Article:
Rugrash kevharde Alarms can act as a deterrent, but they cannot prevent a burglary.  They provide a couple of important functions though.  If you arm your alarm, you know that all your doors are at least closed.  More importantly though, they make noise and immediately notify someone of a problem at your house.  That limits the amount of time that a criminal will stay at your house.  Usually to a couple of minutes rather than allowing them to search your house for a couple of hours.  That lessens the amount of property loss and reduces the likelihood that you will return home and still have a burglar in your home. Lastly, alarms provide some peace of mind.  Imagine coming home and finding your front door open.  Questions start racing through your mind like, "Did I close the door when I left?" "How long has that door been open?" "Is there someone still inside my house?"  When you use an alarm, you know the door was closed when you left, you know exactly when that door was opened and you can have appropriately trained people search for criminals before you enter your home.

Kris_Q
Kris_Q

@CliffYou might also consider sandwiching the numbers between the letter designations to prevent alteration of the numbers, eg. TX123456789DL.

JohnAnderson090
JohnAnderson090

Rugrash kevharde Thanks for sharing that. We've learned our lessons. Aside from protecting our properties, we're also accountable protecting our families and ourselves.

JohnAnderson090
JohnAnderson090

@CliffThanks for this great tip Cliff! It's always better to be prepared before any burglary cases.

bryanpblack
bryanpblack

@Funk462 Great tip and I couldn't agree more!

bryanpblack
bryanpblack

kevharde Thanks for sharing your experience, I'm glad that no one was hurt.

bryanpblack
bryanpblack

@Cliff Thanks for adding your suggestions and knowledge Cliff!

Cliff
Cliff

As a police officer, I can recommend a simple tip to up the chances of recovering any stolen property: Etch your driver's license into your valuable items when it is practical. Your DL number is not going to be a readily identifiable piece of personal information to a crook and there is much less risk using your DL number as opposed to something like your social. Furthermore, using your DL number makes it very easy for LE to look you up if the property is recovered. Often, when we break burglarly cases, we are stuck with huge piles of property all mixed together from many different cases. Much of this property goes unclaimed because there is no way for us to identify the owner. A good format here in Texas to make the number more recognizable as a DL number to LE looks like this "TDL 12345678", where TDL is a common LE abbreviation for Texas Driver's License.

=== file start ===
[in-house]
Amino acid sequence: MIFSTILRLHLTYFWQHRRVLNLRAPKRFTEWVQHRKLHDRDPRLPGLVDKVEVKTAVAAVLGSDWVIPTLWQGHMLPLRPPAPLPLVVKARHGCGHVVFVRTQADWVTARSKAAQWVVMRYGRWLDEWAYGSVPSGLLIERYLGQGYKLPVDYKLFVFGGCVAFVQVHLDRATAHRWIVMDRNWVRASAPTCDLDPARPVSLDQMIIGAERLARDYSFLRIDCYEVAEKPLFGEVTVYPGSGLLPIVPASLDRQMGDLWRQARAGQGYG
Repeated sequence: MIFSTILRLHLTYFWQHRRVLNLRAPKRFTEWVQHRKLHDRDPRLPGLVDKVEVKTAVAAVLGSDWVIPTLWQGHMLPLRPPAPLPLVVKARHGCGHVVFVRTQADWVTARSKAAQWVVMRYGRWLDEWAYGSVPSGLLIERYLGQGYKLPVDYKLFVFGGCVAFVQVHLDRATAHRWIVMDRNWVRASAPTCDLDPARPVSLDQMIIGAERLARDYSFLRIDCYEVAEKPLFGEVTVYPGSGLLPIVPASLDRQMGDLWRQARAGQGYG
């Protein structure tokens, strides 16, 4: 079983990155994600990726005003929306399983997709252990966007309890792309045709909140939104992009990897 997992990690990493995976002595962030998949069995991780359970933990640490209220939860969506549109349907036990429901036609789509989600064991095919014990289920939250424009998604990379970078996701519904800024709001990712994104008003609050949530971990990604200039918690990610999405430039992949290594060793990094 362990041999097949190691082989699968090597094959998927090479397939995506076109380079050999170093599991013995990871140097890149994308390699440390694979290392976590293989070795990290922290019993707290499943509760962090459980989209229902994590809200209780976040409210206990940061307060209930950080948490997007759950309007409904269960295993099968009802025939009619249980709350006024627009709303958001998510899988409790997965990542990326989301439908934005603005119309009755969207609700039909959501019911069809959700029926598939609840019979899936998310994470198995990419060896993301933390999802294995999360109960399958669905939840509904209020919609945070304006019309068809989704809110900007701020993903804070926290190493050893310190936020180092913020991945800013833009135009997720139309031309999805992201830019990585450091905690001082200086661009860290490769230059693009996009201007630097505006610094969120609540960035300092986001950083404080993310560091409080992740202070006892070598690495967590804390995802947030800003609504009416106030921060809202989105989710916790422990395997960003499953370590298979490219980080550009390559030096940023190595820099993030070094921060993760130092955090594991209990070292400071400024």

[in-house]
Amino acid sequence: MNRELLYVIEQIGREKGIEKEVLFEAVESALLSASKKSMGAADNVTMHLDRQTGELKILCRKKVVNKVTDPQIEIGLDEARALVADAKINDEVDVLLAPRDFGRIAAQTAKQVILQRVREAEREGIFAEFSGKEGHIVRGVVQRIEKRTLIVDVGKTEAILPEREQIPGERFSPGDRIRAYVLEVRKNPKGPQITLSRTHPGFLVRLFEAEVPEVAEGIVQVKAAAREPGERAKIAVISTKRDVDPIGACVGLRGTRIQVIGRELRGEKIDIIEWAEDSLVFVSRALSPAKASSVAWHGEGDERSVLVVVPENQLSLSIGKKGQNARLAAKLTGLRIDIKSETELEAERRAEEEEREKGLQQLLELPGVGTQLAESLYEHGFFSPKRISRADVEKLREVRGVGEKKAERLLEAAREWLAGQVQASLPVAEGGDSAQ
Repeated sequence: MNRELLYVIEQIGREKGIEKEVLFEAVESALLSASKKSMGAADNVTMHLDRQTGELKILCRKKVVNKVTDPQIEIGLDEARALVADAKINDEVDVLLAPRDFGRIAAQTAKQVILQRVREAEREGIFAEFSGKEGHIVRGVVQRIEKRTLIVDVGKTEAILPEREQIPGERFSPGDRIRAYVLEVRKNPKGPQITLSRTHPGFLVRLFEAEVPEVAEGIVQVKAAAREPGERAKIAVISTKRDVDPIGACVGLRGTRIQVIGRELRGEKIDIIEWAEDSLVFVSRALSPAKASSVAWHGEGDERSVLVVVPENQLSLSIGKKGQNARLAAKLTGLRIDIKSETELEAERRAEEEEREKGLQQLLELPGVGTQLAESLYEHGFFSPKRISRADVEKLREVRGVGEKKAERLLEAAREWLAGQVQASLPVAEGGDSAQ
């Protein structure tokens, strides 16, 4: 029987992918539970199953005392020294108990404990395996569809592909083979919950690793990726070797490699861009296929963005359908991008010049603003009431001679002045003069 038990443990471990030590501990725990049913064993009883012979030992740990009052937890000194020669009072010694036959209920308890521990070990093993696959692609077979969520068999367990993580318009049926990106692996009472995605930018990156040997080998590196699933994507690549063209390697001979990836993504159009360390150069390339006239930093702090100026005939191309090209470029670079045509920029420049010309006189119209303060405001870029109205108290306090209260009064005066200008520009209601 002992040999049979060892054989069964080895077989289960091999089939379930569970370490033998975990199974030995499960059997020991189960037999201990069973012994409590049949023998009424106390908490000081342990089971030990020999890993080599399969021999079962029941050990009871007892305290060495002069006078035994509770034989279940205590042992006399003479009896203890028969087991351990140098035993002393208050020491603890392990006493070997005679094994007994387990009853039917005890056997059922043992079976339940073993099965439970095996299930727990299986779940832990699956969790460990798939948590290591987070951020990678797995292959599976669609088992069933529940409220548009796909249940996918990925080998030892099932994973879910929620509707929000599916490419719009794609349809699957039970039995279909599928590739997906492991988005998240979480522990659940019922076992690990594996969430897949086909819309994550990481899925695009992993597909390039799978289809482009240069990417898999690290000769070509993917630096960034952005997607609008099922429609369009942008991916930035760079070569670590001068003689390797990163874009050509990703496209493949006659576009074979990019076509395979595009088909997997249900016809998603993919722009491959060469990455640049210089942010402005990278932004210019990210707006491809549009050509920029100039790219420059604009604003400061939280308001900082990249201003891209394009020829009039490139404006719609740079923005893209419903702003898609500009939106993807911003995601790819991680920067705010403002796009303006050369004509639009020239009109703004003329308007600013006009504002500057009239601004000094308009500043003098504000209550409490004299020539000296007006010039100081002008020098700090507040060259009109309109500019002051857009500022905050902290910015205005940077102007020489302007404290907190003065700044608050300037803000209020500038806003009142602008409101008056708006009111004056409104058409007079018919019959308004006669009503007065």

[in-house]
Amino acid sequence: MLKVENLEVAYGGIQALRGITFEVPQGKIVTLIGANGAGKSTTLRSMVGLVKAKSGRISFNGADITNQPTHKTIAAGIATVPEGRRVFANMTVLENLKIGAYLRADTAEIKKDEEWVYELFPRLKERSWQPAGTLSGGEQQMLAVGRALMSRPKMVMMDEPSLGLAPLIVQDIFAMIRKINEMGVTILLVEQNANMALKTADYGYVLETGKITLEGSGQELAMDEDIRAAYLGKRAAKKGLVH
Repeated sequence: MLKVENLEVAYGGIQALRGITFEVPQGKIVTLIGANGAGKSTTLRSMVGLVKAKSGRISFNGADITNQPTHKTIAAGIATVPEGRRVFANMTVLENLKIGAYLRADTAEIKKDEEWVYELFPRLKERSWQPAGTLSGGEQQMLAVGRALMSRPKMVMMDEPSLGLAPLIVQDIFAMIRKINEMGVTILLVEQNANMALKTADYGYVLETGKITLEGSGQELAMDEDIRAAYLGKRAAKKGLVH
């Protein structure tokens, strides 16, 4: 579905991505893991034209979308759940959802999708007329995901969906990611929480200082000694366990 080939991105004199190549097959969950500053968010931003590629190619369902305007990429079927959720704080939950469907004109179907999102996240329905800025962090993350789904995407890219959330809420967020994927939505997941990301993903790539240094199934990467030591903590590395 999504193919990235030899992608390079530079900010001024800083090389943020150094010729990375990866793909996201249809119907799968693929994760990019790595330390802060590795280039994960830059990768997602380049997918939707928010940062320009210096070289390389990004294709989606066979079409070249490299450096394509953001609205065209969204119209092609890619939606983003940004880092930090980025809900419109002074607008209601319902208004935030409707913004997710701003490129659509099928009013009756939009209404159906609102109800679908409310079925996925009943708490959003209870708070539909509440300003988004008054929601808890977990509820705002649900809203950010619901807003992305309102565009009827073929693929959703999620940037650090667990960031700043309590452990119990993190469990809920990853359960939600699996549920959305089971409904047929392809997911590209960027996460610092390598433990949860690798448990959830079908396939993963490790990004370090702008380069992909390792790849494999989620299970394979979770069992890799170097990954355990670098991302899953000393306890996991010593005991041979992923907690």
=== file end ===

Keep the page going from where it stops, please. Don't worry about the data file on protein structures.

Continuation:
Rugrash
Rugrash

 @kevharde Same thing here in Houston about a year ago.  We had an alarm (ADT) that went off immediately, but that didn't stop the quick smash and grab.  I then had about $4,000 worth of Rollac Shutters installed a month later.  That month without them was really tough to get through as I was sure they would return.

Rugrash
Rugrash

kevharde Same thing here in Houston about a year ago.  We had an alarm (ADT) that went off immediately, but that didn't stop the quick smash and grab.  I then had about $4,000 worth of Rollac Shutters installed a month later.  That month without them was really tough to get through as I was sure they would return.

kevharde
kevharde

Been there, done that...three weeks ago. Quick smash and grab but really freaked me out when I came home and found the front door open! Called the police and insurance company right away and then started looking around for what was not obvious. The notion Funk462  brings forth has been going thru my head ever since. Well the alarm is now installed (stoopid to take so long...it''ll never happen to us!) and other precautions have been taken. Thankfully live and learn! 15yrs here and never an issue....complacency is not a plan! 

kevharde
kevharde

Been there, done that...three weeks ago. Quick smash and grab but really freaked me out when I came home and found the front door open! Called the police and insurance company right away and then started looking around for what was not obvious. The notion Funk462  brings forth has been going thru my head ever since. Well the alarm is now installed (stoopid to take so long...it''ll never happen to us!) and other precautions have been taken. Thankfully live and learn! 15yrs here and never an issue....complacency is not a plan!

Funk462